It'll change your life!
Friends Tom and LuAnne have been pushing me to attend a weekend retreat entitled "Reigniting the Inner Fire" which has completely changed their life, at least according to LuAnne.
At times, such when I plop in front of the TV with a bag of chips for three hours to only to watch the Twins blow it in the ninth, you wonder if something like that might help. No inner fire at all.
According to LuAnne, you can get the basic two-day seminar for $249, but she highly suggests adding the "Afterburner Plus" option for $399, which includes five sessions with a life coach who will call you every week for a month to make sure you are fulfilling your life's vision.
LuAnne should know. She's sort of an expert on the menu of seminars, products and hobbies that can change your life.
A few years ago, she dragged Tom to some marriage retreat where they rubbed each other's feet to soft music. It went well. Tom liked the foot massages, which made up for the misery of having to say, "LuAnne, you are as beautiful as the day we met," in front of seventeen other couples.
That buzz lasted about a month before LuAnne discovered Simplex W, an organic liquid made from cactus sap which improves liver function, works as a laundry detergent, and can reduce engine wear by 43 percent.
LuAnne became a dealer and her own best customer. I finally bought a gallon just to get her off my case. It sits unused deep beneath the kitchen sink, one of the best investments of $34.99 a person could ever make.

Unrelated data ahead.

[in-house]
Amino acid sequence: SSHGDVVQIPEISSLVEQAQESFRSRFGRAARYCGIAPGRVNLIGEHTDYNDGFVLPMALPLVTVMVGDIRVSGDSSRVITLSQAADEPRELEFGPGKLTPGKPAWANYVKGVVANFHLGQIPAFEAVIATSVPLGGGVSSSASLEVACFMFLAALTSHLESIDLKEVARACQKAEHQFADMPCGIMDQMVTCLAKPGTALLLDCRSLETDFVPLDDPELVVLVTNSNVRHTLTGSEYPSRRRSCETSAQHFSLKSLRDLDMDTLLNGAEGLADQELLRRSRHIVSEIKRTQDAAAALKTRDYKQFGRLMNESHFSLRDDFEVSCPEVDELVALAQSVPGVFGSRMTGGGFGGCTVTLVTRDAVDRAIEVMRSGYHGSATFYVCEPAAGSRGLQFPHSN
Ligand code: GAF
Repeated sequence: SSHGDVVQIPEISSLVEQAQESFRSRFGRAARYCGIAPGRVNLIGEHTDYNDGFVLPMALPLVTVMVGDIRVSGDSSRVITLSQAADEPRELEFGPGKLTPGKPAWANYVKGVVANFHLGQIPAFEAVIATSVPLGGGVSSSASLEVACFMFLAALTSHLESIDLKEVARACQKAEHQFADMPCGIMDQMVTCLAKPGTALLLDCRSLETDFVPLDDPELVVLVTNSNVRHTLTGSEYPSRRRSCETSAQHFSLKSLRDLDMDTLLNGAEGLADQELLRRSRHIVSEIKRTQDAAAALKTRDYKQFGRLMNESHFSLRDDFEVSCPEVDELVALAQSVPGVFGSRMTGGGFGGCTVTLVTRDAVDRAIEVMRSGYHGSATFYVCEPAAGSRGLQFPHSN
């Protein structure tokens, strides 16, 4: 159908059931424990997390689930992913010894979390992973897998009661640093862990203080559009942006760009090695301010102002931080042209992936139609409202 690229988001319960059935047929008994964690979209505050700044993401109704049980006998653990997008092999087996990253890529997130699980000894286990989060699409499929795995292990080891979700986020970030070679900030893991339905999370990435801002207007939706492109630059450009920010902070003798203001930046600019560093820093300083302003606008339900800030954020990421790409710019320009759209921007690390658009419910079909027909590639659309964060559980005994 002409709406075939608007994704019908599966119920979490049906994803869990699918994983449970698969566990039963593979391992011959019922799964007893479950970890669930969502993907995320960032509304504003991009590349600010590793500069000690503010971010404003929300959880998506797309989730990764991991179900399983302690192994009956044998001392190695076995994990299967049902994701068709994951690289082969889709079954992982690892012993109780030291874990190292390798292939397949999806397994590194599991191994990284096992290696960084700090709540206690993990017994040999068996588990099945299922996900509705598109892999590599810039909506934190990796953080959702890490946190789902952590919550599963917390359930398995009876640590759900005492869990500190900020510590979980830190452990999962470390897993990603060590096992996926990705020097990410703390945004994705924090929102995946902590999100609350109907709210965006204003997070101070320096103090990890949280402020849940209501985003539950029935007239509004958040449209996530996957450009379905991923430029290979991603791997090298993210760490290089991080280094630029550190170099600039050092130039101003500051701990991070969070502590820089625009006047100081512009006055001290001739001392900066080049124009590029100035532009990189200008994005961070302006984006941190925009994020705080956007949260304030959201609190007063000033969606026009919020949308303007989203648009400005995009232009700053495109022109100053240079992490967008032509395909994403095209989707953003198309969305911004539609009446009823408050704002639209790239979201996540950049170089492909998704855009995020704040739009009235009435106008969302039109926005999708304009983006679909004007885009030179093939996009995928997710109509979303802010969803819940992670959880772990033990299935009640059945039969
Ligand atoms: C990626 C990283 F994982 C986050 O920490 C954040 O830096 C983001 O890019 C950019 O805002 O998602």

Simplex W got pushed aside to be forever forgotten when LuAnne took a yoga class and started hanging around the house twisted up like a pretzel.
Tom's a little beefy to twist himself into different shapes, but he supported LuAnne by shutting off the TV and going out to the garage for a beer during yoga hour.
The yoga thing lasted about three months. Although it gave her peace of mind, LuAnne couldn't get anybody else to join her. Without the recruiting aspect, yoga lost its luster.
So now we have "Reigniting the Inner Fire." I have to admit I was sort of tempted to give it a try -- at least until LuAnne uttered the phrase, "It will change your life."
That's a big red flag. I have long been immune to things that promise to change my life. When others find their lives set ablaze by a seminar or wonder product, I sit there like a lump, waiting to get back to normal life.
I attended a retreat back in college that was supposed to change my life, but when the time came for me to break into tears and collapse on the floor and tell about my awful childhood and confess to various debaucheries, I just couldn't pull it off. The tear ducts came up dry.
Then I ended up at a training session for a stupid job and instead of actually training us to do anything specific, they had us stand on the table and fall into the arms of our fellow workers.
During the debriefing, they said it was to build trust. I snidely remarked that they could have done that without risking broken bones. No wonder I lasted only five weeks.
I guess the biggest life-changing experience I can remember is when Jeff Reardon got the last out against the Detroit Tigers in the playoffs in 1987 and I realized that for the first time in my living memory, the Twins were going to the World Series. I was utterly overwhelmed.
But whenever I get roped into one of these seminars, or when somebody sells me the latest wonder juice and promises to let me be a dealer after it works its magic, the project falls utterly flat. The magic doesn't happen.
So, although LuAnne was disappointed, I decided not to get my inner fire reignited.
"You're locked in your comfort zone!" she said with disgust.
Yes, I am. And if the Twins would just reel off six in a row, it would get even more comfortable.